County works out details of "bed tax"


By David Avitabile

Schoharie County Supervisors have begun the last step of instituting a “bed tax” by the end of this year.
Supervisors opened a public hearing on a four percent occupancy tax charged on rooms at motels, hotels and other lodging in the county possibly starting October 1.
After discussing the issue for almost 90 minutes at a hearing Thursday evening, board members agreed to hold the hearing open until the board’s September 18 meeting.
The state senate and assembly have already agreed to allow Schoharie County to impose the tax and it has been signed by the governor, said planning director Alicia Terry. The last step is for the board to hold a public hearing and enact a local law.
Ms. Terry said that $106,696 could be generated by the new tax in the first year.
She said that was a conservative figure based upon 45 percent occupancy and an average room cost of $80 a night. There are about 200 rooms in the county with facilities of 20 or more rooms.
Though the county board will make the final determination of where the revenue is placed, according to the local law, the spending of the revenue is “weighted toward promotional activity that will increase the number of travelers staying overnight in all lodging establishments.”
Much of the discussion among the board members was on how the revenue should be spent.
Bob Mann of Blenheim said he thought the intent of the tax was to reduce property taxes and was disappointed that that language was not in the local law.
Tony VanGlad of Gilboa said the board could set the way the revenue is spent in January, splitting the funds between promotion, to the general budget and to the treasurer’s office for the administration of the tax program.
Seward Supervisor Larry Phillips said it is “frowned upon” in the state to use “bed tax” revenue for anything other than promotion.
The intent, he said, is to promote tourism and therefore fuel economic development.
Because of the new tax, local taxpayers will not have to pay for promotion in the county budget, he said.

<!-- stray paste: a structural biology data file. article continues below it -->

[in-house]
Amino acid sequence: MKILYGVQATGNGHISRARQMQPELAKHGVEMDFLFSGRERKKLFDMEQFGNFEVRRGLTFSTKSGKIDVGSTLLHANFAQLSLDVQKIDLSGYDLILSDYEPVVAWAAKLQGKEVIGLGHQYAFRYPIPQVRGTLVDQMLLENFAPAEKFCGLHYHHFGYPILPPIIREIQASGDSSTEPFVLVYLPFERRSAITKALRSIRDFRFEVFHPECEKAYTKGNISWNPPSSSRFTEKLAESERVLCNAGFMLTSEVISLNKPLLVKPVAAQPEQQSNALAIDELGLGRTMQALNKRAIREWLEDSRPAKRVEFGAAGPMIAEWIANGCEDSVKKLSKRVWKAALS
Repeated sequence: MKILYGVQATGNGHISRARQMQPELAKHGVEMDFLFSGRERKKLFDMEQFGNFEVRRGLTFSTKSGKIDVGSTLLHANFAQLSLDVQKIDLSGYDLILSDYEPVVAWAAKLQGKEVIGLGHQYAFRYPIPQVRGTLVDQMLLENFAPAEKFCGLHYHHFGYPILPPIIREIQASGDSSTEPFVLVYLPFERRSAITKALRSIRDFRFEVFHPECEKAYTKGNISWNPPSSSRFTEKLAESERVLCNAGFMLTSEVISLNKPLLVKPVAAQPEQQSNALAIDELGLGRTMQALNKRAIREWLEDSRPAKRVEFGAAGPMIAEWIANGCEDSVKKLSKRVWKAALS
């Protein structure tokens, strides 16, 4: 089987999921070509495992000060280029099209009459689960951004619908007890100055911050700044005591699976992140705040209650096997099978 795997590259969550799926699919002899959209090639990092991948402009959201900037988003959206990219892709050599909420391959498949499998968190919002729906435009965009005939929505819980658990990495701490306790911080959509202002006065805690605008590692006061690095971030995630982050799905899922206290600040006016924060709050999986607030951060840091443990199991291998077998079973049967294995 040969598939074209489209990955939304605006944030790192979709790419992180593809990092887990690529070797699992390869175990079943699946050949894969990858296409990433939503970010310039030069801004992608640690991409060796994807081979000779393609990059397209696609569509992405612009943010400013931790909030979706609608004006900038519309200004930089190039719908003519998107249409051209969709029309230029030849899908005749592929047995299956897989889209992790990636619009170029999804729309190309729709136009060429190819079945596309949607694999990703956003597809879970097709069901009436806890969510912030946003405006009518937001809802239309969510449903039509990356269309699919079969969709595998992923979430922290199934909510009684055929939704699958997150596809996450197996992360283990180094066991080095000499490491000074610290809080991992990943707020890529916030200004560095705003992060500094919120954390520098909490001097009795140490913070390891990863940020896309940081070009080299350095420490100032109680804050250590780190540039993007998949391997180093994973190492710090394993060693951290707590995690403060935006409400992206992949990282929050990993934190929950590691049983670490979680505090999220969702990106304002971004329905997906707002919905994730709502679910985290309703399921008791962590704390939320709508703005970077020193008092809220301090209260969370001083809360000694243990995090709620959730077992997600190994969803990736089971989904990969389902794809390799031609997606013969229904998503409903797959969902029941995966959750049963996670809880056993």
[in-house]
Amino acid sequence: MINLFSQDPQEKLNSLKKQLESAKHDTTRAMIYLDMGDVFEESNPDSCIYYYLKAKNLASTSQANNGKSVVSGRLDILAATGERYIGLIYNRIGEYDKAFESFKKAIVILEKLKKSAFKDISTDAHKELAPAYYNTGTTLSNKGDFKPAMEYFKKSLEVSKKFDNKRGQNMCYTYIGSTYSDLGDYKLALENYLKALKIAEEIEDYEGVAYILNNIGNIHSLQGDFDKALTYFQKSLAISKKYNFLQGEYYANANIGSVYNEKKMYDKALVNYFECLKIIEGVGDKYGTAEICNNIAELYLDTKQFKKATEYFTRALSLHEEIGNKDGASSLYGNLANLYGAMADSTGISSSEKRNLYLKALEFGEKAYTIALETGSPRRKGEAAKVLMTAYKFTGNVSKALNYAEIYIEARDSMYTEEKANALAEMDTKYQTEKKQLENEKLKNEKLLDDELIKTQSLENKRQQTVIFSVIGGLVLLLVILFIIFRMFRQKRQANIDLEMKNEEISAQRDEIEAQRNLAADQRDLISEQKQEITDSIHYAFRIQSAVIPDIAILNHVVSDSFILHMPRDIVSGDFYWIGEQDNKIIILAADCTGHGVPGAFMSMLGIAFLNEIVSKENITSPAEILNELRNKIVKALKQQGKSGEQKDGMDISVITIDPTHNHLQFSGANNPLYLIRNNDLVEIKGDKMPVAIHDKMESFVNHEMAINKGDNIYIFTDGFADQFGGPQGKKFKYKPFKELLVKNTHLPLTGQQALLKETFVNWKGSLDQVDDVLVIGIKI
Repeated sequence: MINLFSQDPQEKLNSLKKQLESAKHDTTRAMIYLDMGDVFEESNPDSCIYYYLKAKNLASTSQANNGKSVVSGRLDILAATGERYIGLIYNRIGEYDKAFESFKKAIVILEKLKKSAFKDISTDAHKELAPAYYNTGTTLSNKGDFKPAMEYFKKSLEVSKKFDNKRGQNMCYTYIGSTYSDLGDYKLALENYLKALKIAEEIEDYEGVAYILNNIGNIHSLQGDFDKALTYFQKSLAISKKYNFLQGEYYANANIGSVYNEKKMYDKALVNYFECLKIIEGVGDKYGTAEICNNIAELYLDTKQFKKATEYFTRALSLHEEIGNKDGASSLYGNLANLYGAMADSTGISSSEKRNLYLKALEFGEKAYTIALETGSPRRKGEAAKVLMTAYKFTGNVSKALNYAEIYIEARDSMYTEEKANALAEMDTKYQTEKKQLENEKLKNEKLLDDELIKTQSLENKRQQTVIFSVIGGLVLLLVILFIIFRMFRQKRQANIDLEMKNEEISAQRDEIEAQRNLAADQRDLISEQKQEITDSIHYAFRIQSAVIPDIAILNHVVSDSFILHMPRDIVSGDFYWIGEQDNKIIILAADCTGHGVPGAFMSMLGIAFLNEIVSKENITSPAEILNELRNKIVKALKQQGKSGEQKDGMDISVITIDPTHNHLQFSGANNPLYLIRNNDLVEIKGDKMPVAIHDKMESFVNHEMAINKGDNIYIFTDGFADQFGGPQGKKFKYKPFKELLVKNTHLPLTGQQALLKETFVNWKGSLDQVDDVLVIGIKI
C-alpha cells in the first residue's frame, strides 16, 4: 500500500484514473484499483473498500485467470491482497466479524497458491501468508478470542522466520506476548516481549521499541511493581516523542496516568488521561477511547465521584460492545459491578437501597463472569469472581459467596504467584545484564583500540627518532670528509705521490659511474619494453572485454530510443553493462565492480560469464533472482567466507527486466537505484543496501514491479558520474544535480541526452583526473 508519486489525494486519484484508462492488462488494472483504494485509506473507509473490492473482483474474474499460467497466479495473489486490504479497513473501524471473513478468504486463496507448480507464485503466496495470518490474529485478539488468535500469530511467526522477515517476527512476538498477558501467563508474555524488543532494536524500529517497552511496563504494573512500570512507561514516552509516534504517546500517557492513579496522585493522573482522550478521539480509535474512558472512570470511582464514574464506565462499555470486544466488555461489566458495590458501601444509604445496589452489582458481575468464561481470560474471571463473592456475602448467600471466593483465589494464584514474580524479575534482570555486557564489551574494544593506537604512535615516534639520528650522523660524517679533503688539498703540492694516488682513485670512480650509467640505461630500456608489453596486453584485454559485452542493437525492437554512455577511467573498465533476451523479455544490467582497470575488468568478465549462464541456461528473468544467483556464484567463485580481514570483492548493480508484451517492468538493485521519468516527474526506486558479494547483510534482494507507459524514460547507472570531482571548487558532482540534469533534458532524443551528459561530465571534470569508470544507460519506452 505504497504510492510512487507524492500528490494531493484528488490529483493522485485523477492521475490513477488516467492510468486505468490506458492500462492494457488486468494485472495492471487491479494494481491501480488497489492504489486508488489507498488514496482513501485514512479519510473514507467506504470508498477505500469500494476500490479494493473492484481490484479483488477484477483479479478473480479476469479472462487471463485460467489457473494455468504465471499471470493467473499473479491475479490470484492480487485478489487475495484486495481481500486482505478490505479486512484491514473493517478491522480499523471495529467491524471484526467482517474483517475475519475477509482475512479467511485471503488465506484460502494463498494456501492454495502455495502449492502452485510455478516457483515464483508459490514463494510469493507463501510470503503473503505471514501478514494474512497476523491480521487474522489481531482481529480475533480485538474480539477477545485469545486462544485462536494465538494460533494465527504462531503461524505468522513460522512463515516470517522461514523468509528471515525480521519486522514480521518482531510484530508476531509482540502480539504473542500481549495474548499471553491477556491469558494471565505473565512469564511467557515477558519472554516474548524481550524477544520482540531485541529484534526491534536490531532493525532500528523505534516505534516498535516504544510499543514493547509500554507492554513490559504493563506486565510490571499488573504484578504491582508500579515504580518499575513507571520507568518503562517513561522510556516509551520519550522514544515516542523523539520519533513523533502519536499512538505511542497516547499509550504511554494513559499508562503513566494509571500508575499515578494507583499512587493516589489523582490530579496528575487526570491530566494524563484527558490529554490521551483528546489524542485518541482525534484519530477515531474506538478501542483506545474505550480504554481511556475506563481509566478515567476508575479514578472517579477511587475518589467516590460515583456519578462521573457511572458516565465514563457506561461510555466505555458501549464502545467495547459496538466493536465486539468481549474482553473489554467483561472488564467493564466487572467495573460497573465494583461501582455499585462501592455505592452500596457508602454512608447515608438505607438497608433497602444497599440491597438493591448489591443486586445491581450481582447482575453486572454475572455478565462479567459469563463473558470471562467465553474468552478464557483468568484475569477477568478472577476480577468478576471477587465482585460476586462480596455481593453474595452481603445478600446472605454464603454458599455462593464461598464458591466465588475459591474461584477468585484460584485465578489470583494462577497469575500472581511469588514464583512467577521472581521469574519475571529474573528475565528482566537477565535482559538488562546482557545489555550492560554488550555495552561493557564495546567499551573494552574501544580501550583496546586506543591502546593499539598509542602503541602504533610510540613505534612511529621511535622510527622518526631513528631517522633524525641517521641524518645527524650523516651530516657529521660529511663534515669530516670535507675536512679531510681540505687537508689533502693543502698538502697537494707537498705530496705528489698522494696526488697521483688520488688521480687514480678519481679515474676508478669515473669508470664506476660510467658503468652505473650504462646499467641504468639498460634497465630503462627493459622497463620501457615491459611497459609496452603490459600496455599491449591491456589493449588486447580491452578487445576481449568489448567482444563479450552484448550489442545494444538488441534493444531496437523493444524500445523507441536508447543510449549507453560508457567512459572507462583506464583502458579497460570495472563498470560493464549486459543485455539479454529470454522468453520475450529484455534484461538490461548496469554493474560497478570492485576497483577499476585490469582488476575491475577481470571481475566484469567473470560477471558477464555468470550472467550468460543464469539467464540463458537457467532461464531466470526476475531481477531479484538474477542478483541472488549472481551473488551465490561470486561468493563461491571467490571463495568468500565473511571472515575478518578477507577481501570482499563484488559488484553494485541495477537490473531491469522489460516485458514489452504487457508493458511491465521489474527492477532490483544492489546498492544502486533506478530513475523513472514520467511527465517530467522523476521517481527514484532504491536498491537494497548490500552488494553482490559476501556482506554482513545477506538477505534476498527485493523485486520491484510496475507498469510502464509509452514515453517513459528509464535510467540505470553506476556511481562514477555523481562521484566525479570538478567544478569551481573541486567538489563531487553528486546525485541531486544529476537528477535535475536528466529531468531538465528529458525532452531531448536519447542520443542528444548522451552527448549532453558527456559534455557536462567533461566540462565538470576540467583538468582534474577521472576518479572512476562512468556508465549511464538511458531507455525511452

The money can also be used for the $60,000 in matching “I Love New York” funds needed for advertising throughout the state.
Carle Kopecky, the director of the Old Stone Fort, said the county needs to put the funds toward promotion which will lead to more people lodging in the county, more tourism and therefore more sales tax revenue.
“It’s really an investment of these funds for more funds,” he said.
Using the revenue to promote activity in the county will translate to more business, he said.
According to the law, a nine-member occupancy tax board will meet and give recommendations on how to spend the revenue with an eye toward advertising, publicizing and promoting tourist attractions and facilities in the county.
The collected tax will be paid by motels, hotels, bed and breakfasts and other lodging facilities on a quarterly basis, similar to the state sales tax. The taxes are due to the treasurer’s office 20 days after the last day of February, May, August and November.
The law has a number of exemptions including members of the state and federal officials and not-for-profit organizations on business as well as permanent county residents.
Permanent county residents are defined as any occupant of a room in a lodging facility for at least 15 consecutive days or anyone that has a permanent county address. A certificate of permanent address may have to come from the treasurer’s office.
The treasurer’s office will be in charge of administering the program and supervisors agreed that 10 percent of the revenue go to that office. Treasurer Bill Cherry said he is not sure whether another person would be needed in his office to help with the program.
After official approval, the law has to be filed with the secretary of state. Within 30 days after the law becomes effective, motels, hotels and other lodging facilities have to file with the treasurer’s office for a certificate to charge the tax.